The meeting between More and Norfolk in Act Two, scene six, shows the complexity of More’s convictions with regard to friendship, conscience, and duty. Norfolk, More’s most faithful friend, has not refused to help prosecute More, so he is understandably flustered and confused as he wrestles with his own conscience. More’s reaction to Norfolk reveals that More never assumes that he truly knows someone else. He may like people and wish to help and teach them, but he can know only himself, and he does not judge others until they truly impinge upon his conscience.
More’s statement to Norfolk “[Y]ou must cease to know me . . . as a friend” can be interpreted in different ways. More advises Norfolk to cease their friendship so that Norfolk may obey his patriotic duty to the king without a guilty conscience. On the one hand, More might be sincere in speaking these words to Norfolk, since More’s advice that Norfolk should “cease to know” him accords to More’s strong sense of patriotic duty. Also, More follows this statement by telling Norfolk to think about the safety of Norfolk’s son, a comment that illustrates More’s love of family.
On the other hand, More’s comment that Norfolk should cease knowing him might be insincere. Later in the scene, More attacks Norfolk for being a spineless traitor to his own conscience while defending the irreligious, “rat-dog pedigree” that the king and the state have become. More’s decision to pick a fight could mean that he was never sincere in the first place. If so, More’s command that Norfolk “cease to know” him implies that Norfolk needs to consider the implications of obeying his king if doing so means living with a guilty conscience for betraying his friend. Moreover, More’s allusion to Norfolk’s son might suggest that by sacrificing his conscience for his irreligious king, Norfolk will set a poor example for his son.
In the middle of their conversation, More asks the confused and troubled Norfolk what he should do. When Norfolk can only ask More to submit to the king’s wishes and go against More’s own conscience, More finally becomes confrontational and harsh. More cannot tolerate the fact that Norfolk’s priorities are not clear. More feels Norfolk should follow his conscience, whether it tells him to be loyal to his king or to his friend. Absurdly, More even tries to show Norfolk that he could live a content, guilt-free life even if Norfolk plays a role in More’s persecution. More knows that Norfolk would be justified in his actions for several reasons, including his patriotic and familial duties. More goes even further to make it easy on Norfolk’s conscience by showing that if Norfolk simply parts company with him, he will be doing so as a friend.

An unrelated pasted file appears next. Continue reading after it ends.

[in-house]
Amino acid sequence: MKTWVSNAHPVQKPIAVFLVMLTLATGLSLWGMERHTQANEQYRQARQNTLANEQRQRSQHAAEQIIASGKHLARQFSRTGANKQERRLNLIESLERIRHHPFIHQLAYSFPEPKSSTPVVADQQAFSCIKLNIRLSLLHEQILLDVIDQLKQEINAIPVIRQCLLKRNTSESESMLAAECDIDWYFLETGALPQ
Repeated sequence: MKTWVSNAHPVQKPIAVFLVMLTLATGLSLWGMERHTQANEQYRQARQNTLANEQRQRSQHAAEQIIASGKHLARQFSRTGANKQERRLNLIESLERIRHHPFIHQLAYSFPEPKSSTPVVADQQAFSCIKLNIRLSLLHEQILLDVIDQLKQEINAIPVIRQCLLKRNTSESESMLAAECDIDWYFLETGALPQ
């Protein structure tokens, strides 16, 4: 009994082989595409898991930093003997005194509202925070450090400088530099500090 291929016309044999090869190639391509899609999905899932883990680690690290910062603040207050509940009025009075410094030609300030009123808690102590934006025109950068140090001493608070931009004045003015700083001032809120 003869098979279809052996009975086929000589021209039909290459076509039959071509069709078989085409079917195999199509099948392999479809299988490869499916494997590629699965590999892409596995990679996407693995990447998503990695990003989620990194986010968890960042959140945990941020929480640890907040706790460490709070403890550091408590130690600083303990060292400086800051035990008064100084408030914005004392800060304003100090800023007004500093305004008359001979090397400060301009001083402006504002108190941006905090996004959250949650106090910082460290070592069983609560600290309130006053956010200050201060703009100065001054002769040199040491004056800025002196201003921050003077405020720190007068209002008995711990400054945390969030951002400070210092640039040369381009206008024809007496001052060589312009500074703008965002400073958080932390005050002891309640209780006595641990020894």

There is a striking parallel between More’s behavior here and in the final scene of the play. In this scene, More decides to unleash his criticisms of Norfolk only after he has decided that the two should no longer be friends. In contrast, in the play’s final scene, he begins to speak his mind only after he has been convicted of a crime and sentenced to death. More’s philosophical lesson to Margaret and Roper at the close of scene six shows that men are allowed to “clamor” only once they know that their predestined end has arrived. Perhaps More feels similarly about his friendship with Norfolk and tries to make Norfolk fully aware of Norfolk’s ill-behavior only once More knows their friendship has come to an end.
The oath discussed at the end of scene six was administered by Henry’s government in 1536. All Church and lay government officials were required to swear their allegiance to Henry as the head of the Church of England, and to recognize and approve the Church’s break with Rome. Henry’s conduct in this matter reflected a shift from the time-honored medieval tradition in which rulers were the arbiters of lawmaking and civil conduct toward the more modern custom in which kings are also the ideological figureheads of their countries.